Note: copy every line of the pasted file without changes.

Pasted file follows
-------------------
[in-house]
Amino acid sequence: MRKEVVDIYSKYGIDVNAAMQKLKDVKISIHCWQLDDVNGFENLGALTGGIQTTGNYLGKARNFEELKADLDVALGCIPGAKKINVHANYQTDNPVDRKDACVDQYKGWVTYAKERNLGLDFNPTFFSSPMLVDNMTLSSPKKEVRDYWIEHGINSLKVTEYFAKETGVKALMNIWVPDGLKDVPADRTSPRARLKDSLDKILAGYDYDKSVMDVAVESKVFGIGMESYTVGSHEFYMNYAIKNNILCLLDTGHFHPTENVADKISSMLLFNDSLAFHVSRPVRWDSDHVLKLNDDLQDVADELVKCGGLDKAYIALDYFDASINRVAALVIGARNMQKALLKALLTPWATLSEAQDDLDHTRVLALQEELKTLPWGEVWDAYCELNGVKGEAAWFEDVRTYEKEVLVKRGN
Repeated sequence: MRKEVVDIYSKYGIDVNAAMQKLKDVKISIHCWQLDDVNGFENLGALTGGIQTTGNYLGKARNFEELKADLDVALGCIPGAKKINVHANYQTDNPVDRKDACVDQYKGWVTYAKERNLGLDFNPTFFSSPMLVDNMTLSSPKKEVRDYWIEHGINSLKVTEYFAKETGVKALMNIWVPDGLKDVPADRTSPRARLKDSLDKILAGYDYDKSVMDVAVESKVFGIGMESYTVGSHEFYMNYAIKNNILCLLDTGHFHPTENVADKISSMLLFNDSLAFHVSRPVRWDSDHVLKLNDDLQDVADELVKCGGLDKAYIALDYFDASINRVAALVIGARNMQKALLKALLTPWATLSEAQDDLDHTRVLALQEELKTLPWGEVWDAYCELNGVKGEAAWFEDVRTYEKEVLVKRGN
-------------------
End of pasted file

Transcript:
[in-house]
Amino acid sequence: MRKEVVDIYSKYGIDVNAAMQKLKDVKISIHCWQLDDVNGFENLGALTGGIQTTGNYLGKARNFEELKADLDVALGCIPGAKKINVHANYQTDNPVDRKDACVDQYKGWVTYAKERNLGLDFNPTFFSSPMLVDNMTLSSPKKEVRDYWIEHGINSLKVTEYFAKETGVKALMNIWVPDGLKDVPADRTSPRARLKDSLDKILAGYDYDKSVMDVAVESKVFGIGMESYTVGSHEFYMNYAIKNNILCLLDTGHFHPTENVADKISSMLLFNDSLAFHVSRPVRWDSDHVLKLNDDLQDVADELVKCGGLDKAYIALDYFDASINRVAALVIGARNMQKALLKALLTPWATLSEAQDDLDHTRVLALQEELKTLPWGEVWDAYCELNGVKGEAAWFEDVRTYEKEVLVKRGN
Repeated sequence: MRKEVVDIYSKYGIDVNAAMQKLKDVKISIHCWQLDDVNGFENLGALTGGIQTTGNYLGKARNFEELKADLDVALGCIPGAKKINVHANYQTDNPVDRKDACVDQYKGWVTYAKERNLGLDFNPTFFSSPMLVDNMTLSSPKKEVRDYWIEHGINSLKVTEYFAKETGVKALMNIWVPDGLKDVPADRTSPRARLKDSLDKILAGYDYDKSVMDVAVESKVFGIGMESYTVGSHEFYMNYAIKNNILCLLDTGHFHPTENVADKISSMLLFNDSLAFHVSRPVRWDSDHVLKLNDDLQDVADELVKCGGLDKAYIALDYFDASINRVAALVIGARNMQKALLKALLTPWATLSEAQDDLDHTRVLALQEELKTLPWGEVWDAYCELNGVKGEAAWFEDVRTYEKEVLVKRGN